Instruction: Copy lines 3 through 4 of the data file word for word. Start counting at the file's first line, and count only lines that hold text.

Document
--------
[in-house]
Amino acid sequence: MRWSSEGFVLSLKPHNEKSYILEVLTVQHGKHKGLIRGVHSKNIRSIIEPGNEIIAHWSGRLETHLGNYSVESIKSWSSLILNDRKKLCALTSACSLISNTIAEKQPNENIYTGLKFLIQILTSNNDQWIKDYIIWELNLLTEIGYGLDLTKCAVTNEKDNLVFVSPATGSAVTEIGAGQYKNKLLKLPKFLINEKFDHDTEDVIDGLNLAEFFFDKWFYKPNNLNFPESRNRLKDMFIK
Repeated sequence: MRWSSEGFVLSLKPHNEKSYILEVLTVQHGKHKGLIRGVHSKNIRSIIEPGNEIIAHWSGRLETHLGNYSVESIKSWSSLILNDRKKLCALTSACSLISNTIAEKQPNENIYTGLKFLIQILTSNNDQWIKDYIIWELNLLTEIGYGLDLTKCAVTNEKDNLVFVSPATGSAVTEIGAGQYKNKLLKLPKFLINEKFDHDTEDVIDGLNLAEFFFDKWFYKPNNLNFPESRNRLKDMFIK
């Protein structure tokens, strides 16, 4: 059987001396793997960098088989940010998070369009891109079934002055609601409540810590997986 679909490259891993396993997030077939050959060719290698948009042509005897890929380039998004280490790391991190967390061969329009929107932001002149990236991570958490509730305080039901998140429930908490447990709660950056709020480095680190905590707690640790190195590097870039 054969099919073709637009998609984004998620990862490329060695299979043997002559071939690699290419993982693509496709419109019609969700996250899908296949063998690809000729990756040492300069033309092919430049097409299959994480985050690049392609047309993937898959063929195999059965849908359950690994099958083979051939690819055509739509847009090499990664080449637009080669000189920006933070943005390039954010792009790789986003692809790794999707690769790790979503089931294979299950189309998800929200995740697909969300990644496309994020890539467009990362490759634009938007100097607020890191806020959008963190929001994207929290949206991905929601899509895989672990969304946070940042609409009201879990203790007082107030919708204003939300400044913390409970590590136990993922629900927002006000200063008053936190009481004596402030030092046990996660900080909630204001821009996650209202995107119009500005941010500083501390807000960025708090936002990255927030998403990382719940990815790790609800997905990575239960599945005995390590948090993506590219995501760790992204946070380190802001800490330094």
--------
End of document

Repeated sequence: MRWSSEGFVLSLKPHNEKSYILEVLTVQHGKHKGLIRGVHSKNIRSIIEPGNEIIAHWSGRLETHLGNYSVESIKSWSSLILNDRKKLCALTSACSLISNTIAEKQPNENIYTGLKFLIQILTSNNDQWIKDYIIWELNLLTEIGYGLDLTKCAVTNEKDNLVFVSPATGSAVTEIGAGQYKNKLLKLPKFLINEKFDHDTEDVIDGLNLAEFFFDKWFYKPNNLNFPESRNRLKDMFIK
């Protein structure tokens, strides 16, 4: 059987001396793997960098088989940010998070369009891109079934002055609601409540810590997986 679909490259891993396993997030077939050959060719290698948009042509005897890929380039998004280490790391991190967390061969329009929107932001002149990236991570958490509730305080039901998140429930908490447990709660950056709020480095680190905590707690640790190195590097870039 054969099919073709637009998609984004998620990862490329060695299979043997002559071939690699290419993982693509496709419109019609969700996250899908296949063998690809000729990756040492300069033309092919430049097409299959994480985050690049392609047309993937898959063929195999059965849908359950690994099958083979051939690819055509739509847009090499990664080449637009080669000189920006933070943005390039954010792009790789986003692809790794999707690769790790979503089931294979299950189309998800929200995740697909969300990644496309994020890539467009990362490759634009938007100097607020890191806020959008963190929001994207929290949206991905929601899509895989672990969304946070940042609409009201879990203790007082107030919708204003939300400044913390409970590590136990993922629900927002006000200063008053936190009481004596402030030092046990996660900080909630204001821009996650209202995107119009500005941010500083501390807000960025708090936002990255927030998403990382719940990815790790609800997905990575239960599945005995390590948090993506590219995501760790992204946070380190802001800490330094």